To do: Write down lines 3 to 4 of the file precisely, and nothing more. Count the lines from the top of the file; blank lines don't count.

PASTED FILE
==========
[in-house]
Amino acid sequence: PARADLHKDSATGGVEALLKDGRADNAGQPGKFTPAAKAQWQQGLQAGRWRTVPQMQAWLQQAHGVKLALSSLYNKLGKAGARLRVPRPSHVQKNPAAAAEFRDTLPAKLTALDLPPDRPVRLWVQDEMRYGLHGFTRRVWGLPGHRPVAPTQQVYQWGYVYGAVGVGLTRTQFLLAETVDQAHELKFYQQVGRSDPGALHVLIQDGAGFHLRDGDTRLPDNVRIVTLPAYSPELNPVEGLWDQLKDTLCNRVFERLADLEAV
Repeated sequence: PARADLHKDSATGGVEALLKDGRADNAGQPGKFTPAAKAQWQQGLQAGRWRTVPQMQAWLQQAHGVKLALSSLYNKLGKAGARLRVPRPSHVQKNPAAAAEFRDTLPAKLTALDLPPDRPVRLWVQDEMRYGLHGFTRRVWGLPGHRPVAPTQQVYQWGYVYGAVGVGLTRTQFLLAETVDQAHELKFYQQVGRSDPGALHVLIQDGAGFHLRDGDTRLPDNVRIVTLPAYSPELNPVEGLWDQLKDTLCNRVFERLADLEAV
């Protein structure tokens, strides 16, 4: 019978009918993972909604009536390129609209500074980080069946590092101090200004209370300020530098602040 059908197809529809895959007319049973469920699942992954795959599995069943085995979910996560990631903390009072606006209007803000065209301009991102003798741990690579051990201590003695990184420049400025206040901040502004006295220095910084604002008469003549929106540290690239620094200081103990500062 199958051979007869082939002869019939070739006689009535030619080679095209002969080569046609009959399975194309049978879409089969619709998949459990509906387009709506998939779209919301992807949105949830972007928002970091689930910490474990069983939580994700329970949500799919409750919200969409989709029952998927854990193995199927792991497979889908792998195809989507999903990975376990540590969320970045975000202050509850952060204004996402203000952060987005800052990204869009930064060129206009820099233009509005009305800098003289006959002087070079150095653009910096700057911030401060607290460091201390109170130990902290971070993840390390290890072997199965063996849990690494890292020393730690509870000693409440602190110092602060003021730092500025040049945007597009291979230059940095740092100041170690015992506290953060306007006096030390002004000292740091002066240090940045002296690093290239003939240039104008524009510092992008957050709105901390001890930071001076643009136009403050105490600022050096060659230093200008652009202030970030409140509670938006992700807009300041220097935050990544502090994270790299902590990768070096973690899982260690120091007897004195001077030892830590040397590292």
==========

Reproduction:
Repeated sequence: PARADLHKDSATGGVEALLKDGRADNAGQPGKFTPAAKAQWQQGLQAGRWRTVPQMQAWLQQAHGVKLALSSLYNKLGKAGARLRVPRPSHVQKNPAAAAEFRDTLPAKLTALDLPPDRPVRLWVQDEMRYGLHGFTRRVWGLPGHRPVAPTQQVYQWGYVYGAVGVGLTRTQFLLAETVDQAHELKFYQQVGRSDPGALHVLIQDGAGFHLRDGDTRLPDNVRIVTLPAYSPELNPVEGLWDQLKDTLCNRVFERLADLEAV
């Protein structure tokens, strides 16, 4: 019978009918993972909604009536390129609209500074980080069946590092101090200004209370300020530098602040 059908197809529809895959007319049973469920699942992954795959599995069943085995979910996560990631903390009072606006209007803000065209301009991102003798741990690579051990201590003695990184420049400025206040901040502004006295220095910084604002008469003549929106540290690239620094200081103990500062 199958051979007869082939002869019939070739006689009535030619080679095209002969080569046609009959399975194309049978879409089969619709998949459990509906387009709506998939779209919301992807949105949830972007928002970091689930910490474990069983939580994700329970949500799919409750919200969409989709029952998927854990193995199927792991497979889908792998195809989507999903990975376990540590969320970045975000202050509850952060204004996402203000952060987005800052990204869009930064060129206009820099233009509005009305800098003289006959002087070079150095653009910096700057911030401060607290460091201390109170130990902290971070993840390390290890072997199965063996849990690494890292020393730690509870000693409440602190110092602060003021730092500025040049945007597009291979230059940095740092100041170690015992506290953060306007006096030390002004000292740091002066240090940045002296690093290239003939240039104008524009510092992008957050709105901390001890930071001076643009136009403050105490600022050096060659230093200008652009202030970030409140509670938006992700807009300041220097935050990544502090994270790299902590990768070096973690899982260690120091007897004195001077030892830590040397590292």